27. Let some natural sunlight come in. Opening all the blinds and curtains and letting natural sunlight flood your home can help elevate your mood. 

28. Take a mental health day. Sometimes we just need to take a day to clear our heads and nurture our souls. My mental health has a history of being a bit erratic, so nurturing it is a priority in my life. 

29. Let go. This is a very simple mantra of mine. I usually say it to myself multiple times each day, which has been very liberating and empowering.  

30. Read Tiny Buddha. And of course, you can always read Tiny Buddha! I personally love the quotes section. There is a category for almost every universal theme or emotion.

17 Examples of passive aggressive behaviour

Passive aggressive behaviour can be difficult to recognise at first. It is recognisable by the disconnect between what the person says and what they do. Passive aggressive people tend to express their negative feelings in an indirect manner, rather than state their disapproval directly to the person concerned. There tends to be a great deal of hostility associated with passive aggressive behaviour and a great deal of this tends to be derived from miscommunication, failure to communicate or the assumption that the other person knows what they are thinking or feeling. From a relationship perspective, passive aggressive behaviour can be the most difficult communication style to deal with as you are not quite sure what you are dealing with.What is passive aggressive behaviour?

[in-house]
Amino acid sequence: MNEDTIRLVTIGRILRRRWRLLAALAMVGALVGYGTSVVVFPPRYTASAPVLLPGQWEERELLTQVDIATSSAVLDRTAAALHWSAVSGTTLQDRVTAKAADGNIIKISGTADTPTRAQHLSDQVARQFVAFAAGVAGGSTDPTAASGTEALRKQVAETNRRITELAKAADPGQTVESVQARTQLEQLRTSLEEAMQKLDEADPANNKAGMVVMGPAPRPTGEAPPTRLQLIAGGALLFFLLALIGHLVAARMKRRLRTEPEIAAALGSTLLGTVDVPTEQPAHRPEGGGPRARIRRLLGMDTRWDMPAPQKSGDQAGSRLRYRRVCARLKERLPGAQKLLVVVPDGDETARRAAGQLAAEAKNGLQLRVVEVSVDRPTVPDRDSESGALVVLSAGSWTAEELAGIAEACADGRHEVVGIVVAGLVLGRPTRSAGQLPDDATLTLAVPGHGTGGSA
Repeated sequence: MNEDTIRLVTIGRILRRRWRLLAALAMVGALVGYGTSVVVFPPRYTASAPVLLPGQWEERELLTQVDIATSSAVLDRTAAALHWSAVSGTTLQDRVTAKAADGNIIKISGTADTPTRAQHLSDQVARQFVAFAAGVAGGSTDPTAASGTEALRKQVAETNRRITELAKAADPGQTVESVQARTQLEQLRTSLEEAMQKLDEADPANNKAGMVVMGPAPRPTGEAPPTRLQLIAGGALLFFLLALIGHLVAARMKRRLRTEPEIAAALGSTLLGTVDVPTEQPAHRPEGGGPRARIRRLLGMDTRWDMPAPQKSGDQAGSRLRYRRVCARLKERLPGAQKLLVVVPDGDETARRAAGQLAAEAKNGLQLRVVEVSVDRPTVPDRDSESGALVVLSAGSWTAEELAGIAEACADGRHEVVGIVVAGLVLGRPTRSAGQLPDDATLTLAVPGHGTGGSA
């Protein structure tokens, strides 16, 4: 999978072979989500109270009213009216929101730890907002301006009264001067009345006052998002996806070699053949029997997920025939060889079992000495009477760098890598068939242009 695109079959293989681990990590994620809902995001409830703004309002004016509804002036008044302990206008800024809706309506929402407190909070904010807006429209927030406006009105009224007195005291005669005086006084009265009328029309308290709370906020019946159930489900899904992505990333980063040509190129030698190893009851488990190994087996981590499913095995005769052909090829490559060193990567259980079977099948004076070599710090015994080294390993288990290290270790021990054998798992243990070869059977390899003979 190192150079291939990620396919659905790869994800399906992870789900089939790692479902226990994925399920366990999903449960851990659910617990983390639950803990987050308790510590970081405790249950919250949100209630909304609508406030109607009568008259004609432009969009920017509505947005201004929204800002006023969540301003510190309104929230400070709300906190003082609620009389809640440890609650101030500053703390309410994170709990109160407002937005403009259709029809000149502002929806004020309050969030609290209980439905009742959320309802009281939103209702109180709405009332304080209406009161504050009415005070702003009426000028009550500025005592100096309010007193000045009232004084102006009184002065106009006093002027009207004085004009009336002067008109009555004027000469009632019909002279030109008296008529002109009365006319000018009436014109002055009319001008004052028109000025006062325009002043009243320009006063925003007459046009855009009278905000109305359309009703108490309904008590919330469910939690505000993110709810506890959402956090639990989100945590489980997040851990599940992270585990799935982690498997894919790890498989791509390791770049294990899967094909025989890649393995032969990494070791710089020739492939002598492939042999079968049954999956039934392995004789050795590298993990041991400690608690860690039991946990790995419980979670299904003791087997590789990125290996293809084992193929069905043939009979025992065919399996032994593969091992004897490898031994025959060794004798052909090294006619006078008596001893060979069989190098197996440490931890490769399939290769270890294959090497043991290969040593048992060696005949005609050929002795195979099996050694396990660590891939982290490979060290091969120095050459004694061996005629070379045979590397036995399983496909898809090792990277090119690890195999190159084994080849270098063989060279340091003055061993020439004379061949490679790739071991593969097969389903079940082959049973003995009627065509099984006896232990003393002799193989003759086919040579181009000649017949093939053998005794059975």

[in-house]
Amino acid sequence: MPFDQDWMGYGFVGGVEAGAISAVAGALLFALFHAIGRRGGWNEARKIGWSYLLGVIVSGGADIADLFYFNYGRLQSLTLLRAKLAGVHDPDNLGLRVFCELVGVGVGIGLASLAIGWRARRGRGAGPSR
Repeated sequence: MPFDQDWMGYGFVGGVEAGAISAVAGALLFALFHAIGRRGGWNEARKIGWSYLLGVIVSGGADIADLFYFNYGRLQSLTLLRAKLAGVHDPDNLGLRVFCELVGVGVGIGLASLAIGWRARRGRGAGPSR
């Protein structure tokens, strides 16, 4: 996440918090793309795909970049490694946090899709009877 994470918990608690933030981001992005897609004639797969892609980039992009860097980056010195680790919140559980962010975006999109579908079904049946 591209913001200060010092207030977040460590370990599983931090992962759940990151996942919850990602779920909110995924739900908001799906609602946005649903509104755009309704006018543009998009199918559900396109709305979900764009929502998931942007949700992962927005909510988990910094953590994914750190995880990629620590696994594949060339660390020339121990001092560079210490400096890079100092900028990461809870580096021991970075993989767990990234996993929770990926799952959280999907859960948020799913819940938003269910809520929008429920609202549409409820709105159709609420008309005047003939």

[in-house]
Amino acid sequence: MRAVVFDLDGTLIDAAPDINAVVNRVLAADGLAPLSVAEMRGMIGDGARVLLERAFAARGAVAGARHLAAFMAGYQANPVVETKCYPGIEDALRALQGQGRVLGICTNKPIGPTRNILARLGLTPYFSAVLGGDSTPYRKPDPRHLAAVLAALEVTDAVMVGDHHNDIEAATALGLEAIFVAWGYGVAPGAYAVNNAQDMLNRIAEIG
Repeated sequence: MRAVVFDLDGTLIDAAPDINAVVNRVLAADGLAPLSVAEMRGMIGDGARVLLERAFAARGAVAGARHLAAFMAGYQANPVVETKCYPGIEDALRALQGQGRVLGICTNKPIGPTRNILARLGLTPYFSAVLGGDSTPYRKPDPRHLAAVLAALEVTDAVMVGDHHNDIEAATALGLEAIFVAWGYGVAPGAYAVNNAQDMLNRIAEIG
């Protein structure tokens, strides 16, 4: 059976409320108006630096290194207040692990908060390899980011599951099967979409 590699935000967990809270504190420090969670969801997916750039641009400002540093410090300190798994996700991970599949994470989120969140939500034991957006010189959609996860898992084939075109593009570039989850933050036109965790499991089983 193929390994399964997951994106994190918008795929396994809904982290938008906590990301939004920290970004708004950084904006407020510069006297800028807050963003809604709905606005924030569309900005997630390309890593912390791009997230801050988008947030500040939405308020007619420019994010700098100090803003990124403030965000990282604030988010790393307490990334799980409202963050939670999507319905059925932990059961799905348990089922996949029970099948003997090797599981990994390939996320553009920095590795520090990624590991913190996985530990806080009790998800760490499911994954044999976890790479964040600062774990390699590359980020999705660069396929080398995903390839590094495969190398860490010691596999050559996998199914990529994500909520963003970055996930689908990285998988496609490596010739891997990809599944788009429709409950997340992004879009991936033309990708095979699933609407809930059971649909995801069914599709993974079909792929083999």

Passive aggressive behaviour is intended to control the other person e.g. control their emotions. It is then hoped that they can manipulate the other person into doing as they wish. If you have been on the receiving end of passive aggressive behaviour, you will know how easy it is to overreact. And, when you overreact, that is a clear sign that the other person is starting to control you.

Whatever type of passive aggressive behaviour you are experiencing, you need to stay calm and composed, so you can formulate the appropriate response. While it is often hurtful to be on the receiving end of this behaviour, remembering the following points can help you to stay calm:

  • ​Many instances of this behaviour are not actually intended to be hurtful
  • ​They want to control your emotions and behaviour
  • ​You can’t control their behaviour, but you can control your own which stops them from achieving their goal

​​It is worth noting the 2 types of passive aggressive person:

The non-malicious

​​This person is trying to control and manipulate your, but they usually are not trying to be hurtful. Because they don’t want to hurt you, they avoid expressing any message which may be interpreted as being negative. They may pretend that everything is ok but eventually, their true feelings will seep out through their body language and tone of voice. It then becomes frustrating as you try to get them to open up and tell you the truth.

The malicious

The big difference here is that this person is not just trying to control you, they are trying to make you feel bad. They are happy to hurt you. So much so, that it becomes a game whereby every interaction is a contest.

These people are usually angry about something but, rather than express their feelings with the person whom they are angry with; they deal with things by manipulating their victim. They try to get rid of their anger by making the victim angry, through manipulation. This allows them to act like the ‘good guy’ while the victim now appears to be the unreasonable one.

The article here

What Life is Like When Your Mom is BipolarIt’s the only normal you’ve got


“Michael, give me a kiss before you go to the bus.”

“Because I’m going to kill myself while you’re at school today.”

The Reality of Life